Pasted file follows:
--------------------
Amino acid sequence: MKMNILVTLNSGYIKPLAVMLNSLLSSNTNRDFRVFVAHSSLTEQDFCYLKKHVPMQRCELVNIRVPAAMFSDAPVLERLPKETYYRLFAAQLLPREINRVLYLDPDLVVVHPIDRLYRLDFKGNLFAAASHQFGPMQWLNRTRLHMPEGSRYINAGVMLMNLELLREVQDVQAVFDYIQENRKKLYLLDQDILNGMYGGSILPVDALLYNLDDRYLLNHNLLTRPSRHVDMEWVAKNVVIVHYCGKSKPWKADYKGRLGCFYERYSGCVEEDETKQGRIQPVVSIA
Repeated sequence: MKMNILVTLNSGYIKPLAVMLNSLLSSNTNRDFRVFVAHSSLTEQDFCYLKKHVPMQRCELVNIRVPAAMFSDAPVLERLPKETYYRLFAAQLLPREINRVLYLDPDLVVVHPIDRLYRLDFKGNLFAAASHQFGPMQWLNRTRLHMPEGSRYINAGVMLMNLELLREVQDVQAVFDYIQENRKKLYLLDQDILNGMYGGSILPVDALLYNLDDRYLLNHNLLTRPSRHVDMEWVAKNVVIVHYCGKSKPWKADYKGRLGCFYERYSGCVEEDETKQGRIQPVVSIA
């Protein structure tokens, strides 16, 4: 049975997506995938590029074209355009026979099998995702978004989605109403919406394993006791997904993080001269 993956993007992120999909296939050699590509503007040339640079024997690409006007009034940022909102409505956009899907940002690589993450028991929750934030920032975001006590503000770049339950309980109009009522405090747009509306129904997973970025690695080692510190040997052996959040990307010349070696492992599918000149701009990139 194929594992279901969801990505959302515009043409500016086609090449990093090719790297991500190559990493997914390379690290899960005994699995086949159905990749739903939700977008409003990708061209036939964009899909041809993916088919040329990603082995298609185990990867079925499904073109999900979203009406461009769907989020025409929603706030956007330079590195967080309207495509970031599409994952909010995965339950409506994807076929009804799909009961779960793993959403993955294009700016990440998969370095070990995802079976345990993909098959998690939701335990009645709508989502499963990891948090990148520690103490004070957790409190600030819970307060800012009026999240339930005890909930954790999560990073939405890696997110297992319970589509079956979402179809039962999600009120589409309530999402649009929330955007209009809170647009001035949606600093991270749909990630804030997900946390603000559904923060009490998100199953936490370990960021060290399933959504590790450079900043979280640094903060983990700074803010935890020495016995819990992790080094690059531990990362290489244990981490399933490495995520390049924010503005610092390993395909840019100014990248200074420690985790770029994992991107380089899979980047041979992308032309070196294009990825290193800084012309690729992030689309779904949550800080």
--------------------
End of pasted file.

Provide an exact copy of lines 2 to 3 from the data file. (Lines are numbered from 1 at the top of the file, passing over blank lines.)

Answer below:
Repeated sequence: MKMNILVTLNSGYIKPLAVMLNSLLSSNTNRDFRVFVAHSSLTEQDFCYLKKHVPMQRCELVNIRVPAAMFSDAPVLERLPKETYYRLFAAQLLPREINRVLYLDPDLVVVHPIDRLYRLDFKGNLFAAASHQFGPMQWLNRTRLHMPEGSRYINAGVMLMNLELLREVQDVQAVFDYIQENRKKLYLLDQDILNGMYGGSILPVDALLYNLDDRYLLNHNLLTRPSRHVDMEWVAKNVVIVHYCGKSKPWKADYKGRLGCFYERYSGCVEEDETKQGRIQPVVSIA
């Protein structure tokens, strides 16, 4: 049975997506995938590029074209355009026979099998995702978004989605109403919406394993006791997904993080001269 993956993007992120999909296939050699590509503007040339640079024997690409006007009034940022909102409505956009899907940002690589993450028991929750934030920032975001006590503000770049339950309980109009009522405090747009509306129904997973970025690695080692510190040997052996959040990307010349070696492992599918000149701009990139 194929594992279901969801990505959302515009043409500016086609090449990093090719790297991500190559990493997914390379690290899960005994699995086949159905990749739903939700977008409003990708061209036939964009899909041809993916088919040329990603082995298609185990990867079925499904073109999900979203009406461009769907989020025409929603706030956007330079590195967080309207495509970031599409994952909010995965339950409506994807076929009804799909009961779960793993959403993955294009700016990440998969370095070990995802079976345990993909098959998690939701335990009645709508989502499963990891948090990148520690103490004070957790409190600030819970307060800012009026999240339930005890909930954790999560990073939405890696997110297992319970589509079956979402179809039962999600009120589409309530999402649009929330955007209009809170647009001035949606600093991270749909990630804030997900946390603000559904923060009490998100199953936490370990960021060290399933959504590790450079900043979280640094903060983990700074803010935890020495016995819990992790080094690059531990990362290489244990981490399933490495995520390049924010503005610092390993395909840019100014990248200074420690985790770029994992991107380089899979980047041979992308032309070196294009990825290193800084012309690729992030689309779904949550800080």